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WEDNESDAY, March 27, 2019 (HealthDay News) -- A bad doctor bedeviled by malpractice claims closes up shop in the dead of night and slips away to another state, hoping to leave his soiled reputation behind.
That's a common scenario many imagine. But the reality is almost as scary, a new study finds.
More than 9 out of 10 doctors who've racked up five or more successful malpractice claims against them continue to see patients as usual, and they're in no particular rush to set up shop far away, said lead researcher David Studdert, a professor of medicine and law at Stanford Law School.
"We find that, contrary to popular wisdom, they're no more likely than other physicians to pick up and relocate for a fresh start somewhere else," Studdert said.
The chances that malpractice-prone doctors will quit medicine altogether are higher than those of doctors with unblemished records, the study results showed. They are about 45 percent more likely to give up and try their hand at something else.
That would be "somewhat reassuring from a patient safety standpoint," Studdert said, except that "the fact is most of these 'frequent flyers' continue to practice, and I wouldn't want to be one of their patients."
Studdert and his colleagues examined malpractice trends by linking a federal database that tracks successful malpractice claims with a national Medicare database of physicians, which tracks where the doctors are practicing in any given year.
Between 2003 and 2015, 89 percent of physicians had no successful malpractice claims filed against them, researchers found. About 9 percent had one successful claim on their record, and the remaining 2 percent had two or more claims, the results revealed.
"We find that about 2 percent of practicing physicians account for about 40 percent of malpractice claims," Studdert said.
The findings were published March 28 in the New England Journal of Medicine.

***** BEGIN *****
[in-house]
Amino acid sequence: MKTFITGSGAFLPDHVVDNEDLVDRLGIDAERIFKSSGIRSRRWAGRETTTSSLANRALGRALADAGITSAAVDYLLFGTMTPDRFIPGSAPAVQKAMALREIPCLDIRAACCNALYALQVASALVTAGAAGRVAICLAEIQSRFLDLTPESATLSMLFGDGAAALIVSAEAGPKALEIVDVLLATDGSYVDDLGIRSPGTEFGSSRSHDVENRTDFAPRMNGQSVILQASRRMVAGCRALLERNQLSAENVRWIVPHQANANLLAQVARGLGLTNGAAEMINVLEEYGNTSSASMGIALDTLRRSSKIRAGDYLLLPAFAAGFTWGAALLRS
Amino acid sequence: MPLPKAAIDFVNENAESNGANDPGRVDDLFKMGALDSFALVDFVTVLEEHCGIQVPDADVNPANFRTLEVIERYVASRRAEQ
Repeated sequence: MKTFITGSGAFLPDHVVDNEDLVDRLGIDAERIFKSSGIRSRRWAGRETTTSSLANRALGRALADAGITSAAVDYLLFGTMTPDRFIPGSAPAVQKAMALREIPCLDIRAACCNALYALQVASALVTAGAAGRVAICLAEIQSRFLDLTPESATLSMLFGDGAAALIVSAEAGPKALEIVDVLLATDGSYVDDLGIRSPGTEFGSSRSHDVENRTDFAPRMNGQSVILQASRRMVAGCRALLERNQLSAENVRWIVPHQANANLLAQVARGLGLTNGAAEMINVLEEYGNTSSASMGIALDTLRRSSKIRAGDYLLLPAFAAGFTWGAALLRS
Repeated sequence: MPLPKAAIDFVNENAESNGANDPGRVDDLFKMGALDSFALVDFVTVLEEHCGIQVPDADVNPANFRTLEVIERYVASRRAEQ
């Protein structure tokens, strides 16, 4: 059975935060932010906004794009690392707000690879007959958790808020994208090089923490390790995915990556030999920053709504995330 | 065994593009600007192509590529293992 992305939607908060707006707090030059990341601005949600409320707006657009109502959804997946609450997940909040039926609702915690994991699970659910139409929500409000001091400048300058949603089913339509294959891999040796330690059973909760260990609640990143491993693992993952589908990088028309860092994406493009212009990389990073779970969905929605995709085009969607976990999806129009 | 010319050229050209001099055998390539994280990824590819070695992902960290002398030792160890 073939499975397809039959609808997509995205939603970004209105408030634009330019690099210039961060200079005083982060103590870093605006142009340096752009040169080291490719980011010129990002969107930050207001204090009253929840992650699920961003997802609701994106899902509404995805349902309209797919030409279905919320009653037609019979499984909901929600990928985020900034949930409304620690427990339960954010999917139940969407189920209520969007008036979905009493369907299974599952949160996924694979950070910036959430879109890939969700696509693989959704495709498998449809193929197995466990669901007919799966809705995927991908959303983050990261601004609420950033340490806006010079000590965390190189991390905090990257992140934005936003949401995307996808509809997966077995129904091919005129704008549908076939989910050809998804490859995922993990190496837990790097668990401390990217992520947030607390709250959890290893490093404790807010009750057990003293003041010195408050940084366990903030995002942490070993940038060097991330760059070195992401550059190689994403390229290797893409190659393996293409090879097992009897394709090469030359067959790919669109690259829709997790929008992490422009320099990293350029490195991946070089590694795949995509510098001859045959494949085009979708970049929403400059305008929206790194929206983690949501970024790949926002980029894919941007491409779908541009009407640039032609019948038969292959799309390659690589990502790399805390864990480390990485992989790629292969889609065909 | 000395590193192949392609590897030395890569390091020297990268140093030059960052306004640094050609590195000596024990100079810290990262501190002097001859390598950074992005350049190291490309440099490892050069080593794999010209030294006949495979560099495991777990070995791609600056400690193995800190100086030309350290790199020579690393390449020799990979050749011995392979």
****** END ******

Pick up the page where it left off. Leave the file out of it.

That only 1 of 10 physicians had a successful claim against them is "perhaps the most striking fact" in the study, said Dr. Richard Anderson, chairman and chief executive officer of The Doctors Company, the nation's largest physician-owned medical malpractice insurer.
"Although not measured by the study, it is certain that a significant percentage of these physicians were nonetheless targets in fruitless malpractice litigation that resulted in no indemnity payments," Anderson said.
The researchers focused on the trouble-prone 2 percent because paid malpractice claims provide a "pretty strong quality signal," given that only about a third of malpractice claims are successful, Studdert said.
The research team specifically wanted to find out how those physicians and the people in their communities react to such a troubled medical practice.
Not much really happens, as it turns out. Most malpractice-prone doctors keep practicing right where they are, and it doesn't appear that they suffer any substantial loss of business, results showed.
Doctors with multiple successful claims did not appear to suffer any heavy decline in the number of patients they saw. Docs with four claims treated about 5 percent fewer Medicare patients than those with no claims, and physicians with five claims treated 11 percent fewer.
"Even though you're accumulating claims and there's some flashing red lights about quality, you don't seem to treat fewer patients," Studdert said.
On the other hand, doctors with five or more claims are more than twice as likely to move into a solo practice, which Studdert finds worrying from a patient safety perspective.
"Physicians with multiple claims are more likely to switch into small practice groups or solo practice, and that professional isolation could increase the risk they pose to patients," Studdert said. "In a hospital setting or a larger practice, there's more oversight on what you're doing. There's also more opportunity to seek advice and get help from colleagues."
Doctors are likely able to maintain successful practices despite racking up a lot of malpractice claims because many states provide little to no access to information regarding claims against physicians, Studdert said.
"The available evidence suggests that referring physicians aren't paying much attention to that information, nor are patients," Studdert said.
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